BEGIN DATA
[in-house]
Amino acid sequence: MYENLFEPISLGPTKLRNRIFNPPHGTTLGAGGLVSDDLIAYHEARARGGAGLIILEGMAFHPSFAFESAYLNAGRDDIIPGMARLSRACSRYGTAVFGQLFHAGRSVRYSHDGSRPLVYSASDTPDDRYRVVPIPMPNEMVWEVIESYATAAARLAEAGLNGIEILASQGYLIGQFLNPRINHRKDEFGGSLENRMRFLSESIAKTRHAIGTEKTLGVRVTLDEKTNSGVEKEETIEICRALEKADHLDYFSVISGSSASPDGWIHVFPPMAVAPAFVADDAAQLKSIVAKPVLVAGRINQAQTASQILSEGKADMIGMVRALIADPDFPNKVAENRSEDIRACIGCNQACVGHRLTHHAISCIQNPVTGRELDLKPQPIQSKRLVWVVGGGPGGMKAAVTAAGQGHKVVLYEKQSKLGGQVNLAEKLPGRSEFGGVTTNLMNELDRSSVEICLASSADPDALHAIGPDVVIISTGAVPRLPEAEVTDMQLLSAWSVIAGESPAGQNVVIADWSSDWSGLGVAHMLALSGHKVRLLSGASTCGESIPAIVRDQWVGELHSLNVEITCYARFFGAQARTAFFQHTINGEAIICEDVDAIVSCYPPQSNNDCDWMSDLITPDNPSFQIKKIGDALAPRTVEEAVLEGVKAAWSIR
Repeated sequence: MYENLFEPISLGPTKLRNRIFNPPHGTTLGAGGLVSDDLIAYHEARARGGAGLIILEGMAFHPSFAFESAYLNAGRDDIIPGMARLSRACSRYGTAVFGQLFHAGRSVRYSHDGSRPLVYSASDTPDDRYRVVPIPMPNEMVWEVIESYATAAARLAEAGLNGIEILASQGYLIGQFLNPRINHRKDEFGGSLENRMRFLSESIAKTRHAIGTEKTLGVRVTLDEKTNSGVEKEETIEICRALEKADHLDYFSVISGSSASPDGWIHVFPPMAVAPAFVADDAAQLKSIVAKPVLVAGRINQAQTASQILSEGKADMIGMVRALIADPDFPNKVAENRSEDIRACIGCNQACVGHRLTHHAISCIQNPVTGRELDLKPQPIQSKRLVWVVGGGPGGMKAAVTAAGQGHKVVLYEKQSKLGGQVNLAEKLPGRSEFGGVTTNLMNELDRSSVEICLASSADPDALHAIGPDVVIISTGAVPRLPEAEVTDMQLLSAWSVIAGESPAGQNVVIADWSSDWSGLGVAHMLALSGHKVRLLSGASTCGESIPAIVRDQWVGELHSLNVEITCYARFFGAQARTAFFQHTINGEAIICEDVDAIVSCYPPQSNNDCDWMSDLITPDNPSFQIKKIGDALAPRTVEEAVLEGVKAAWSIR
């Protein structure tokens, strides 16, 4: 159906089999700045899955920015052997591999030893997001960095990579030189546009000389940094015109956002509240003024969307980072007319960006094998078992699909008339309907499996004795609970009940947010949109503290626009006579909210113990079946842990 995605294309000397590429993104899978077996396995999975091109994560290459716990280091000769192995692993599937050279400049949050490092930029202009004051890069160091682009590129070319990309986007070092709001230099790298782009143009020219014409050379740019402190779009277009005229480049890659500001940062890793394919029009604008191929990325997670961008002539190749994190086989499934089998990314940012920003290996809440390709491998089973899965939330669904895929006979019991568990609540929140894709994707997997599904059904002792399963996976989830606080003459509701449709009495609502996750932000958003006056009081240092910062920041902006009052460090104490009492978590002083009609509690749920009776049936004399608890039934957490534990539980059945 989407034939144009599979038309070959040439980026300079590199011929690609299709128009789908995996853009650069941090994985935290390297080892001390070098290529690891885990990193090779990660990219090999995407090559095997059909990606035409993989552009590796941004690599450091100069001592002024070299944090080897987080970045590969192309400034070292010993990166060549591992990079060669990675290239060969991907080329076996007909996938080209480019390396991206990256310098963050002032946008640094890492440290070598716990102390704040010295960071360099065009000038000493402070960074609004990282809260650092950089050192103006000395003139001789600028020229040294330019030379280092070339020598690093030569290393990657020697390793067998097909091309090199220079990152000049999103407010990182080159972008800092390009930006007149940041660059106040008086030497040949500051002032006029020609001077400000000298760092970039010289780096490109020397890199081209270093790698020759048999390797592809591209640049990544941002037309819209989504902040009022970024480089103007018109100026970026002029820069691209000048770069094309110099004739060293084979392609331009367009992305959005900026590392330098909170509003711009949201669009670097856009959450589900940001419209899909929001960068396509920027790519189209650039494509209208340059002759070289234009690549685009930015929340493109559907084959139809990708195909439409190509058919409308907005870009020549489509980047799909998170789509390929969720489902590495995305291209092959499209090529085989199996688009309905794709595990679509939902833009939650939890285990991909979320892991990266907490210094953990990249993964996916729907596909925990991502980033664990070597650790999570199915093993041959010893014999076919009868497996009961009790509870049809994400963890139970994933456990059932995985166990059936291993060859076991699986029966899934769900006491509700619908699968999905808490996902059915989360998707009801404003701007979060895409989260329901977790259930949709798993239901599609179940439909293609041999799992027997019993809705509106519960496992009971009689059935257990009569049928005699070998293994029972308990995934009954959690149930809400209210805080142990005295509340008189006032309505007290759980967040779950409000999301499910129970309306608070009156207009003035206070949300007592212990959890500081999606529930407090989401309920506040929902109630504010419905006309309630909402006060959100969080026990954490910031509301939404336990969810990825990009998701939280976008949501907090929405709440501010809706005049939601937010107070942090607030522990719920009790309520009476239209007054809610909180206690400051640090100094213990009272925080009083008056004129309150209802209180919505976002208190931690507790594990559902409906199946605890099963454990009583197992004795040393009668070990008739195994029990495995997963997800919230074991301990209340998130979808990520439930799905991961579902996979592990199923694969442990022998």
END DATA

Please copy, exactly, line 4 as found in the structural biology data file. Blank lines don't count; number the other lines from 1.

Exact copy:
């Protein structure tokens, strides 16, 4: 159906089999700045899955920015052997591999030893997001960095990579030189546009000389940094015109956002509240003024969307980072007319960006094998078992699909008339309907499996004795609970009940947010949109503290626009006579909210113990079946842990 995605294309000397590429993104899978077996396995999975091109994560290459716990280091000769192995692993599937050279400049949050490092930029202009004051890069160091682009590129070319990309986007070092709001230099790298782009143009020219014409050379740019402190779009277009005229480049890659500001940062890793394919029009604008191929990325997670961008002539190749994190086989499934089998990314940012920003290996809440390709491998089973899965939330669904895929006979019991568990609540929140894709994707997997599904059904002792399963996976989830606080003459509701449709009495609502996750932000958003006056009081240092910062920041902006009052460090104490009492978590002083009609509690749920009776049936004399608890039934957490534990539980059945 989407034939144009599979038309070959040439980026300079590199011929690609299709128009789908995996853009650069941090994985935290390297080892001390070098290529690891885990990193090779990660990219090999995407090559095997059909990606035409993989552009590796941004690599450091100069001592002024070299944090080897987080970045590969192309400034070292010993990166060549591992990079060669990675290239060969991907080329076996007909996938080209480019390396991206990256310098963050002032946008640094890492440290070598716990102390704040010295960071360099065009000038000493402070960074609004990282809260650092950089050192103006000395003139001789600028020229040294330019030379280092070339020598690093030569290393990657020697390793067998097909091309090199220079990152000049999103407010990182080159972008800092390009930006007149940041660059106040008086030497040949500051002032006029020609001077400000000298760092970039010289780096490109020397890199081209270093790698020759048999390797592809591209640049990544941002037309819209989504902040009022970024480089103007018109100026970026002029820069691209000048770069094309110099004739060293084979392609331009367009992305959005900026590392330098909170509003711009949201669009670097856009959450589900940001419209899909929001960068396509920027790519189209650039494509209208340059002759070289234009690549685009930015929340493109559907084959139809990708195909439409190509058919409308907005870009020549489509980047799909998170789509390929969720489902590495995305291209092959499209090529085989199996688009309905794709595990679509939902833009939650939890285990991909979320892991990266907490210094953990990249993964996916729907596909925990991502980033664990070597650790999570199915093993041959010893014999076919009868497996009961009790509870049809994400963890139970994933456990059932995985166990059936291993060859076991699986029966899934769900006491509700619908699968999905808490996902059915989360998707009801404003701007979060895409989260329901977790259930949709798993239901599609179940439909293609041999799992027997019993809705509106519960496992009971009689059935257990009569049928005699070998293994029972308990995934009954959690149930809400209210805080142990005295509340008189006032309505007290759980967040779950409000999301499910129970309306608070009156207009003035206070949300007592212990959890500081999606529930407090989401309920506040929902109630504010419905006309309630909402006060959100969080026990954490910031509301939404336990969810990825990009998701939280976008949501907090929405709440501010809706005049939601937010107070942090607030522990719920009790309520009476239209007054809610909180206690400051640090100094213990009272925080009083008056004129309150209802209180919505976002208190931690507790594990559902409906199946605890099963454990009583197992004795040393009668070990008739195994029990495995997963997800919230074991301990209340998130979808990520439930799905991961579902996979592990199923694969442990022998």